What is a Unit Trust?
A Unit Trust holds assets or is used to trade through. A Unit Trust apportions trust assets according to ‘units’. As a Unit Holder, you get beneficial ownership of trust property according to the number of units you own. For example, what if you have 150 units and I have 50 units. You own 3/4rd of the Unit Trust assets. I own ¼ of the Trust assets. An Australian Unit Trust is a cross between a Family Discretionary Trust and a company. In a Family Discretionary Trust, the Trustee holds the assets for the Beneficiary. So too, the Unit Trusts’ Trustee holds the assets for the benefit of the Unit Holders.
Company vs Unit Trust
Australian Unit Trusts are similar to companies. Unit Trusts have Unit Holders like companies have shareholders. Unit Holders hold units in Unit Trusts like shareholders hold shares in companies. Units are capable of fluctuating in value, like shares. The High Court of Australia demonstrates the benefits of Unit Trusts over companies. See Charles v Federal Commissioner of Taxation (1954) 90 CLR 598. This is because, in a company, a shareholder has no interest in company assets. In contrast, a Unit Holder has a proprietary interest in the trust assets.
Tax Advantages of a Legal Consolidated Australian Unit Trust
Unit Trusts have a distinct tax advantage over companies.
A company earns a profit and pays tax on that profit. Only the after-tax dollars are distributed to the shareholders. In contrast, Unit Holders in a Unit Trust pay the tax. The Unit Trust does not pay tax itself. The advantage of a company is that you can retain the income and not distribute to the shareholders.
Family Discretionary Trust vs Unit Trust
Unit Trusts and Family Trusts do different things.
Unit Trusts have ‘negotiability’: you can sell and buy units, and fixed annual entitlements to income and capital gains. The Unit Holders of Unit Trusts get 100% of their entitlement. The trustee has no discretion to vary your entitlement.
In contrast, Family Trusts are discretionary. This means that there are no fixed entitlements for the children. Mum and Dad (as the Appointors) direct the Trustee of the Family Trust to distribute income. This is generally to the lowest income earners in the family for the purposes of reducing tax.
Unit Trusts are not a substitute for Family Trusts. Both types of trusts are often used together. For example, a Family Trust often holds units in a Unit Trust.
Family Trusts work for one family. Unit Trusts are appropriate for two or more families – joint ventures, businesses or partnerships in the managing of assets. Instead, if you control assets in a single family, consider building one of our comprehensive Family Trust Deeds.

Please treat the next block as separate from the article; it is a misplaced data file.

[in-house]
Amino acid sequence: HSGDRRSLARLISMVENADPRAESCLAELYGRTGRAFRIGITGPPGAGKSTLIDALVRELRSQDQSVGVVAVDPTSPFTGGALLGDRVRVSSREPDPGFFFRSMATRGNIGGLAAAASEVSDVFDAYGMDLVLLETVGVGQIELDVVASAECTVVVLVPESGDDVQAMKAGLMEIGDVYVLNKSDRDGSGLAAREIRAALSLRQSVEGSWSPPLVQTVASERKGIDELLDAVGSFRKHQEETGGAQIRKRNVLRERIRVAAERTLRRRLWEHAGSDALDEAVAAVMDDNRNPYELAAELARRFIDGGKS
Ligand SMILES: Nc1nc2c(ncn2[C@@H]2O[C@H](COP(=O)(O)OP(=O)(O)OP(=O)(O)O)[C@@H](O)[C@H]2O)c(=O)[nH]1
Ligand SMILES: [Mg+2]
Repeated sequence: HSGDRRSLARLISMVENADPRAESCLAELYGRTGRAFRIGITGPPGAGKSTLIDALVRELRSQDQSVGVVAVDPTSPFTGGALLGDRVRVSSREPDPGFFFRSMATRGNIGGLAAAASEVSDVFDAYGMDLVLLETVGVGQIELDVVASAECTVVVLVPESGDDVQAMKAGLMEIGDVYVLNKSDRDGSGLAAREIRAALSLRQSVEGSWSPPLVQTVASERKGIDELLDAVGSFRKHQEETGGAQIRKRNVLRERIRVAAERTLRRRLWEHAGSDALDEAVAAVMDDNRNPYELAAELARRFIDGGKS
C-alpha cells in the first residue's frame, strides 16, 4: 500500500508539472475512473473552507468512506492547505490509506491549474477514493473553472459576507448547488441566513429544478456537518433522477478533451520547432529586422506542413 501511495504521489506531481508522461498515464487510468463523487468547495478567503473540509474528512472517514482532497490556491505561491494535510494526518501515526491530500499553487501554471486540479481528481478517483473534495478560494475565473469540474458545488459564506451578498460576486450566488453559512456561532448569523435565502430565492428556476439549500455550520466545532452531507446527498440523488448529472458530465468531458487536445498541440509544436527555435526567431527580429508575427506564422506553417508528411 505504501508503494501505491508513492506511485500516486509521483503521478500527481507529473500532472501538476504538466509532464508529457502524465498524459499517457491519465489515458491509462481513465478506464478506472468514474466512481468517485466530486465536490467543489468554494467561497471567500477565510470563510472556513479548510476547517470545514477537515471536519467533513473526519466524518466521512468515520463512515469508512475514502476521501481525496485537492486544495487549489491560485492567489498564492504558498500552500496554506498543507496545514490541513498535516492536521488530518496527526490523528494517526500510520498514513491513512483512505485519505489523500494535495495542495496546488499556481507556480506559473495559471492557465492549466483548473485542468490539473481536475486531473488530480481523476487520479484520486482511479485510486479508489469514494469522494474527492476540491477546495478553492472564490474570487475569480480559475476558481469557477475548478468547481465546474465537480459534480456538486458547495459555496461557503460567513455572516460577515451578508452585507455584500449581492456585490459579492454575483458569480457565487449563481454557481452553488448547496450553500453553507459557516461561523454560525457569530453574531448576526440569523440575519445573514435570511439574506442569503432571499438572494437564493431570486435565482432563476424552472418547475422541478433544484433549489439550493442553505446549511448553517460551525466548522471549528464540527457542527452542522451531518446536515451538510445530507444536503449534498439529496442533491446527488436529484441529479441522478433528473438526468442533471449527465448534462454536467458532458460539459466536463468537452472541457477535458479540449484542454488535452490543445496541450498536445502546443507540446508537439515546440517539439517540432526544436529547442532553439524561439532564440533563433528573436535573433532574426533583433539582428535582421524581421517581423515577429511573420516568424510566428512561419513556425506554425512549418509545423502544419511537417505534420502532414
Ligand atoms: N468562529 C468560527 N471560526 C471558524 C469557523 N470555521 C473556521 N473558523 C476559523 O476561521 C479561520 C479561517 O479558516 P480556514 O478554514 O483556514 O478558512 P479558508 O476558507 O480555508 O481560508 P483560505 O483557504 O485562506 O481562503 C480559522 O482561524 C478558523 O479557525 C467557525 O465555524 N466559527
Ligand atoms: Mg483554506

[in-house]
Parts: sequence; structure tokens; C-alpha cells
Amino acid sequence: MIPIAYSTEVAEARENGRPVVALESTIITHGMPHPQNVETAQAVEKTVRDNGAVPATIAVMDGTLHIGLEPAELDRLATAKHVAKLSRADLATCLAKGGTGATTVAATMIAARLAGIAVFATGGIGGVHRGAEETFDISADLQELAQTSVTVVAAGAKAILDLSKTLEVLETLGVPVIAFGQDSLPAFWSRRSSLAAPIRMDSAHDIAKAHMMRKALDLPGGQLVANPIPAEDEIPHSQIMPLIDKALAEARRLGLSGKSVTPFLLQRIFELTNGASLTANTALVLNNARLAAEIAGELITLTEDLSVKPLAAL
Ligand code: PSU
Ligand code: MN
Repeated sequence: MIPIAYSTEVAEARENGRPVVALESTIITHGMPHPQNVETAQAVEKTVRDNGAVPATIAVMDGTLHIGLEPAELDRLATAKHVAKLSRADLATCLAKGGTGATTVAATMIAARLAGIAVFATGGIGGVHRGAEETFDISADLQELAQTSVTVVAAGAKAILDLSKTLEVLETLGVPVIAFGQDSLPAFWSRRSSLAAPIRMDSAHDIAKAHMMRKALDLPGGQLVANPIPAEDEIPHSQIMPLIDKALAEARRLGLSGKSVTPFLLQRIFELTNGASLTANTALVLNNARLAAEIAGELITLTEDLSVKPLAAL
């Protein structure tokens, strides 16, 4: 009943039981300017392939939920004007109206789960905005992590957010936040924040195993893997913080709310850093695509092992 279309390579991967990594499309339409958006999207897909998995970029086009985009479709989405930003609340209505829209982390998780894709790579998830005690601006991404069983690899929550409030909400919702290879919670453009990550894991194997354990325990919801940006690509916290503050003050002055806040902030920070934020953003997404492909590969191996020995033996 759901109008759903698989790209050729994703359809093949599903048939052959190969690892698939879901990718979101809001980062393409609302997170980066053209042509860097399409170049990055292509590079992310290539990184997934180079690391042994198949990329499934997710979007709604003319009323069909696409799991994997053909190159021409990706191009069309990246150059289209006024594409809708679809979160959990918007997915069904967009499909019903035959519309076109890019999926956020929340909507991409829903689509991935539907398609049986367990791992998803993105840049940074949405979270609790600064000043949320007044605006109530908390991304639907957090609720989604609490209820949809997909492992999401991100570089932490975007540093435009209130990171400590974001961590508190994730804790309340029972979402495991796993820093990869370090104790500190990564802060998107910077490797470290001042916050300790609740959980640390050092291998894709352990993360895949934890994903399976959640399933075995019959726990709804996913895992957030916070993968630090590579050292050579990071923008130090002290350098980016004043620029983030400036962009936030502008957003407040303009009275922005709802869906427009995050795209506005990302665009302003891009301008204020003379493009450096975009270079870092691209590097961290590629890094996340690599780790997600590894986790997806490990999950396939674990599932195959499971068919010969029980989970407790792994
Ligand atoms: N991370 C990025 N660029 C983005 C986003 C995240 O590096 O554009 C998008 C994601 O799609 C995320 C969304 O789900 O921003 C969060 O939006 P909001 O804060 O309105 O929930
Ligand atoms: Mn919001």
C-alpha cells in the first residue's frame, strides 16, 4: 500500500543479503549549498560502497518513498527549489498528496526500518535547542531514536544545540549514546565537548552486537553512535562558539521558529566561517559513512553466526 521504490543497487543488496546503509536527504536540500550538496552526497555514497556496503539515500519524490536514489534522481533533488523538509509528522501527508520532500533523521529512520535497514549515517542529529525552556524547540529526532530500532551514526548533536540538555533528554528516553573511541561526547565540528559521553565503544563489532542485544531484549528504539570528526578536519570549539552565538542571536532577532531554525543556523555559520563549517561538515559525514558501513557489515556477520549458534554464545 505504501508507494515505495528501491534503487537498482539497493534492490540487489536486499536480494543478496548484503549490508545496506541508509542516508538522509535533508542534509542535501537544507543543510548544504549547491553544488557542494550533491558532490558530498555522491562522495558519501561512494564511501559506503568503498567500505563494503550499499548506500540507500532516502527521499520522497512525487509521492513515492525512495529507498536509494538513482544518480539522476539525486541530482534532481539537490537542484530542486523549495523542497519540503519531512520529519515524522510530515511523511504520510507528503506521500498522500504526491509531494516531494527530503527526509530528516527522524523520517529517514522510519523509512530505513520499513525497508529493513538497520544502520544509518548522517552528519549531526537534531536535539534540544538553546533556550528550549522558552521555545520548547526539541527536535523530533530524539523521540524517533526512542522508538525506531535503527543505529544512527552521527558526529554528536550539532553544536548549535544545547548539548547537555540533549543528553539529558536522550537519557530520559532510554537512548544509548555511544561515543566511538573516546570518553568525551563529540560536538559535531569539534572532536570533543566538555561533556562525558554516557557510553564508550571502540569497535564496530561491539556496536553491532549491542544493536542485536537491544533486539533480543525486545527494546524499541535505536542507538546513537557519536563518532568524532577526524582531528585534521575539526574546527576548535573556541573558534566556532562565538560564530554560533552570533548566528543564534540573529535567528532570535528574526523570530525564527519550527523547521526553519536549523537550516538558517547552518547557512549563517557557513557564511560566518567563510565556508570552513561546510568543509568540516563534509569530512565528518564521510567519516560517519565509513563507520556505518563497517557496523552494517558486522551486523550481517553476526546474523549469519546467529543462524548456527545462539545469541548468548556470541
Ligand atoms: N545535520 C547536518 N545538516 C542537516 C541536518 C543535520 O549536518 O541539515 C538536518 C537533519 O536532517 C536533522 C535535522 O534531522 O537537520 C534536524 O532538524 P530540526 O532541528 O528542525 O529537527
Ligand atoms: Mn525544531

Does your Unit Trust hold NSW land?
A Unit Trust doesn’t get the NSW concessional land tax. This is unless it complies with section 3A Land Tax Management Act 1956 (NSW). Legal Consolidated fixes this. Our special NSW Unit Trust is designed for the land tax concession. If your Unit Trust holds land in NSW, click here. Build your modified Unit Trust for NSW land owners.
Why a Unit Trust from Legal Consolidated Barristers and Solicitors?
We review Unit Trusts going insolvent. Often the Unit Holders are liable to pay for the shortfall of assets. This is when the Unit Trust goes broke.
Unit Holders in a Unit Trust are liable to indemnify the trustees of a Unit Trust. This is for any liabilities incurred throughout the conduct of the Unit Trust business. See Justice McGarvie in Broomhead Pty Ltd (in Liquidation) v Broomhead Pty Ltd (1985) VR 891.
However, this rule does not apply if the right to indemnity is expressly revoked from the Unit Trust deed. Our Unit Trust deed protects unit holders from liability incurred by trustees. Our Unit Trusts benefit the unit holders.
Common faults of Unit Trust deeds
Be careful of who drafts your Unit Trust. The common faults are:
- Majority of the Unit Holders controlling 100% of the Trust assets
- The Unit Trust not complying with the Australian Tax Office lending guideline
- The Unit Holders personally liable for the Trust debts. This is under Broomhead Pty Ltd (in Liquidation) v Broomhead Pty Ltd (1985) VR 891
- An implied relationship between unit holders – they, therefore, become jointly and severally liable for each others’ debts
- The trustee paying tax on the trust income at the highest marginal tax rate. This is under section 99 Income Tax Assessment Act 1936 (Cth)
Build your Unit Trust on our law firm website. Telephone us if you need a hand answering the questions.
Adjunct Professor, Dr Brett Davies, CTA, AIAMA, BJuris, LLB, Dip Ed, BArts(Hons), LLM, MBA, SJD
Legal Consolidated Barristers and Solicitors
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